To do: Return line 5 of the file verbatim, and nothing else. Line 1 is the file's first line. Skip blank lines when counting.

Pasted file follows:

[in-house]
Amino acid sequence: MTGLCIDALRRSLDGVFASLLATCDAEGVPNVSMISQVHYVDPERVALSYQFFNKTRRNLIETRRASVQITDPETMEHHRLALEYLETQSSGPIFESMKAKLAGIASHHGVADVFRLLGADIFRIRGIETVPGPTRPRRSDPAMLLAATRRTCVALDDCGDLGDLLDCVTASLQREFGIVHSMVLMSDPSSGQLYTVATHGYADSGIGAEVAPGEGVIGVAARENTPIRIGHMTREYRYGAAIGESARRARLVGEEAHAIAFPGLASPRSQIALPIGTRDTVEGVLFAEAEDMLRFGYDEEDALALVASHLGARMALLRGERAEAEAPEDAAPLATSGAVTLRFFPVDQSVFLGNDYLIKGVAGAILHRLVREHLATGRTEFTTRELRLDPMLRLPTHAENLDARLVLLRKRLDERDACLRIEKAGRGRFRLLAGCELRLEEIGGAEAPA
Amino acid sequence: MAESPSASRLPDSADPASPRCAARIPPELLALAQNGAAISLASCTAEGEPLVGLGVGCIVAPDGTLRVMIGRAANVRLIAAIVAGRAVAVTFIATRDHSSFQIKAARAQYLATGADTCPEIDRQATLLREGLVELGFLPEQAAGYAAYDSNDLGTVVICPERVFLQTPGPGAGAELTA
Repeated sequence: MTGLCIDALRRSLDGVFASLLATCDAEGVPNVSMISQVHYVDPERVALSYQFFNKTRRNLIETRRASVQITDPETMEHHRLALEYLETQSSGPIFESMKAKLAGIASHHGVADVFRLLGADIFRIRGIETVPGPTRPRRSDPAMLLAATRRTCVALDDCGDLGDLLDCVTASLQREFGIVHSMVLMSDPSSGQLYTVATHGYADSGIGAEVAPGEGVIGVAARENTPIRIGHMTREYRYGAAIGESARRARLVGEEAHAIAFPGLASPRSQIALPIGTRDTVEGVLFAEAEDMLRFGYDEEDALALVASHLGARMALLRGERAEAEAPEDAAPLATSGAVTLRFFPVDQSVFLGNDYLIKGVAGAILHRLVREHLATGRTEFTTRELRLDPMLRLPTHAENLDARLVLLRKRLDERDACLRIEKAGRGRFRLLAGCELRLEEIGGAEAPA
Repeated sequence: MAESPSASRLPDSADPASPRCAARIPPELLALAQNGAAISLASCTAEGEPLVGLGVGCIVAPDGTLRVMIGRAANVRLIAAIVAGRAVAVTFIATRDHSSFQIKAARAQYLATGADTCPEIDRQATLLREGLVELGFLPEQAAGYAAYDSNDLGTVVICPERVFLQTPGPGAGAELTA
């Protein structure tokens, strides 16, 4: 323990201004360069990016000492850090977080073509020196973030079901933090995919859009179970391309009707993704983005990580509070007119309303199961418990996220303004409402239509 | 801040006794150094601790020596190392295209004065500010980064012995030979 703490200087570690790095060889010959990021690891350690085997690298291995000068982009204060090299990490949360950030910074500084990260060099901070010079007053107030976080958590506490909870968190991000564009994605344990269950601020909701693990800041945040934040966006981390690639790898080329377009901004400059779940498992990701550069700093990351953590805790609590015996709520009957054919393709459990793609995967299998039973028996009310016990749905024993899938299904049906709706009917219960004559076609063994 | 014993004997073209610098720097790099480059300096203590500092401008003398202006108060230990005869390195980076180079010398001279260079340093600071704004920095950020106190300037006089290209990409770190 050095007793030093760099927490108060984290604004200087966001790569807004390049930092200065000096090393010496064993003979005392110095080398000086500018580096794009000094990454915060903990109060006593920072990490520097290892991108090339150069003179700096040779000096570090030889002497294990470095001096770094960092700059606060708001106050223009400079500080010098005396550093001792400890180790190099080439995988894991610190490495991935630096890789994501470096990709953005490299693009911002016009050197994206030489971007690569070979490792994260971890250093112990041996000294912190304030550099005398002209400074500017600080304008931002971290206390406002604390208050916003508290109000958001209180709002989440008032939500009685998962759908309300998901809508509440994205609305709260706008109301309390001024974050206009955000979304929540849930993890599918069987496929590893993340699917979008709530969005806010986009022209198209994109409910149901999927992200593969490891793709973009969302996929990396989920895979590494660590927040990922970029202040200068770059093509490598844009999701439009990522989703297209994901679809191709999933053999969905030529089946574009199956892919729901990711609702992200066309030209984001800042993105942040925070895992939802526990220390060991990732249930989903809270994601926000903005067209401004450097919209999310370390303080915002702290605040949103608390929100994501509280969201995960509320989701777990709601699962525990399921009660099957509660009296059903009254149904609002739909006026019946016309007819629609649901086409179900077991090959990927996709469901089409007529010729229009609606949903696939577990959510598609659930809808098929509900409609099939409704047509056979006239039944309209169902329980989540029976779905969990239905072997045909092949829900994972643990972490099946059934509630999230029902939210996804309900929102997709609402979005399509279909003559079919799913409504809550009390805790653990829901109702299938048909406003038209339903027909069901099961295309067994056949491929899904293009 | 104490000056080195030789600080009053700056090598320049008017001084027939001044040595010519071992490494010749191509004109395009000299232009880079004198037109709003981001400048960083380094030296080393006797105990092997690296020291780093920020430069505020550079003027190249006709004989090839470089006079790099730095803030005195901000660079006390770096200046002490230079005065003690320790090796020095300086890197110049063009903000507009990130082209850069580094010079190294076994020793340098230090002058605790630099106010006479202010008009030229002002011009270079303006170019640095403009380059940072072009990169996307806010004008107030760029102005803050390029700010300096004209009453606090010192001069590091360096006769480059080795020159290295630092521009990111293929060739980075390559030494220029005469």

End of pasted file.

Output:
Repeated sequence: MAESPSASRLPDSADPASPRCAARIPPELLALAQNGAAISLASCTAEGEPLVGLGVGCIVAPDGTLRVMIGRAANVRLIAAIVAGRAVAVTFIATRDHSSFQIKAARAQYLATGADTCPEIDRQATLLREGLVELGFLPEQAAGYAAYDSNDLGTVVICPERVFLQTPGPGAGAELTA